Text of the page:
12/05/2016 2:58 PM AEST | Updated 15/07/2016 12:52 PM AEST

The Message Is Getting Lost In The Way It's Delivered

Our leaders will be judged on their performance as well as their policies.

Alex Ellinghausen via Fairfax

If the upcoming election is to be decided, at least in part, by the communication performance of the leaders as they work the electorate, there are issues that must be addressed quickly. In his daily interviews, the Prime Minister presents as a man who enjoys his own voice. His messages would resonate more if he didn't bury them in words.

Malcolm Turnbull is not cutting through because he delivers a glib patter. Instead of setting up his prepared statement, saying it once, well, then pausing to let it sink in, he keeps talking as if intuitively he thinks people will be happy to listen to him regardless of how long it takes him to say it well.

Gestures fly incessantly, distracting rather than emphasising. He should rest his hands between points.

Former PM Tony Abbott was not a polished communicator, but he was clear. When he made a point, he made it. It may have been a bit clumsy, and perhaps you didn't always like what he said, but you heard what he said. He spoke to those in and around him and to those through the camera, and he connected with them whether they wanted him to or not.

Mr Morrison presents like a man who needs to be somewhere else. He is the March Hare -- late for another appointment. He seems to think that the more he can say the quicker, the better it will be. His job is to provide the evidence, explain the detail, to help the voter understand the big picture. Say it once slowly and clearly so we get it. Then pause so it sinks in. Then provide evidence to back your statement.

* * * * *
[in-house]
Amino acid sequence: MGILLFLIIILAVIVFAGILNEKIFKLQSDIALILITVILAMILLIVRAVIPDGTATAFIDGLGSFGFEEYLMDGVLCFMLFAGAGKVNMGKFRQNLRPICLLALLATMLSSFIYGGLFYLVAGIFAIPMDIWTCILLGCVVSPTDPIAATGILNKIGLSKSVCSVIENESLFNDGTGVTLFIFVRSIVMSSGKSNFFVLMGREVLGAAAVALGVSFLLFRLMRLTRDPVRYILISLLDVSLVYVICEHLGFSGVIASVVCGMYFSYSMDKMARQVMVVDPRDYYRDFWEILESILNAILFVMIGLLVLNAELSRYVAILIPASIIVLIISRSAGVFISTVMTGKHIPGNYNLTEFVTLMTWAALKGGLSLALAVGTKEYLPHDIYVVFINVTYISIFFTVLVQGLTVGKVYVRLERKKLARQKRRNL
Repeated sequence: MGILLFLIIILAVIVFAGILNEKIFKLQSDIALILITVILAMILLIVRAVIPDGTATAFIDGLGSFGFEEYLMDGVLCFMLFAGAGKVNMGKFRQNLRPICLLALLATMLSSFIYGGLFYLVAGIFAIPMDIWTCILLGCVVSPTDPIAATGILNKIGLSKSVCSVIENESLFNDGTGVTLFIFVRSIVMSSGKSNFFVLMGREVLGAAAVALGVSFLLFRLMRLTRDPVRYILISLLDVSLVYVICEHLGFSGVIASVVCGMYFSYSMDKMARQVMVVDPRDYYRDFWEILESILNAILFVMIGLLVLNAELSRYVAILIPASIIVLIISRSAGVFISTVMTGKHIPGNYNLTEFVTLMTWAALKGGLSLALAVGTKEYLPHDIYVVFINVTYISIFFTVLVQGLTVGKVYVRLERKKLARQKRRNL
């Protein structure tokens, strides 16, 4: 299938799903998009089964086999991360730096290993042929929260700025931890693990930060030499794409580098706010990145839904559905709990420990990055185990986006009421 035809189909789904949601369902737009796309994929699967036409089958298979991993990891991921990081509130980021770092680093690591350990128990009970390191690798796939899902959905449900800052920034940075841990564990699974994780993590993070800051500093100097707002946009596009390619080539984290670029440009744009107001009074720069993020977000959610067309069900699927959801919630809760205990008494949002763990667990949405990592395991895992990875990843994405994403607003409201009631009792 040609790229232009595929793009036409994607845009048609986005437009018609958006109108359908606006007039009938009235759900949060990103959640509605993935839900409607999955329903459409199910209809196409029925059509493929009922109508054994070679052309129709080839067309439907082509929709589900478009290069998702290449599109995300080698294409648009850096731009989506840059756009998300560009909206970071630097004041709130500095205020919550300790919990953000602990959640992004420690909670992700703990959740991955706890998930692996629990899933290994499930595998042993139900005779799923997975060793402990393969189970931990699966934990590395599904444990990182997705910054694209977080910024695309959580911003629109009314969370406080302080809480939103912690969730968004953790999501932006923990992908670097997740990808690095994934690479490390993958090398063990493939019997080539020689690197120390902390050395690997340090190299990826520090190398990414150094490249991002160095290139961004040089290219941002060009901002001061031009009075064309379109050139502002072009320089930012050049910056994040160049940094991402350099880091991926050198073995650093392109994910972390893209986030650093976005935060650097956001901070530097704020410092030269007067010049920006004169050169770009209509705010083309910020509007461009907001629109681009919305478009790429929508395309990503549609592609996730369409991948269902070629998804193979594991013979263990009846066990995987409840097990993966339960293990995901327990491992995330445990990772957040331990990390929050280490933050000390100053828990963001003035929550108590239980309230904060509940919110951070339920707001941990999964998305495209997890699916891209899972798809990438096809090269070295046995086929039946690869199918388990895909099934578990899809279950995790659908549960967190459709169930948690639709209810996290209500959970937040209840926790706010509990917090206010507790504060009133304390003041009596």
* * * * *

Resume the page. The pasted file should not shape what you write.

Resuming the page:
Mr Shorten has a different set of problems. Among them, he has fallen for the simplistic and incorrect advice that when in a door-stop or media conference he should only look at, and talk to, a point near or in between the cameras, rather than address the individuals in the room. He will even look straight at the cameras while listening to a question from a journalist to his left or right, then, without acknowledging the journalist or moving his head, he will deliver his answer to the cameras. At no time does he recognise the questioner or anyone in the room. It appears unnatural. The result is that he appears stilted, like Thunderbird Jeff Tracy without the nice uniform.

All the above issues can be addressed by changing the physical.

The PM needs to speak more in headlines (a technique done rather too obviously by Messrs Rudd and Shorten). He needs to speak less, pause, and gesture for emphasis only. The Treasurer needs to slow down 10 or 15 percent and emphasise key words and phrases. The Leader of the Opposition needs to speak to the bigger audience as if he is talking one-to-one and see beyond the cameras to the people watching.

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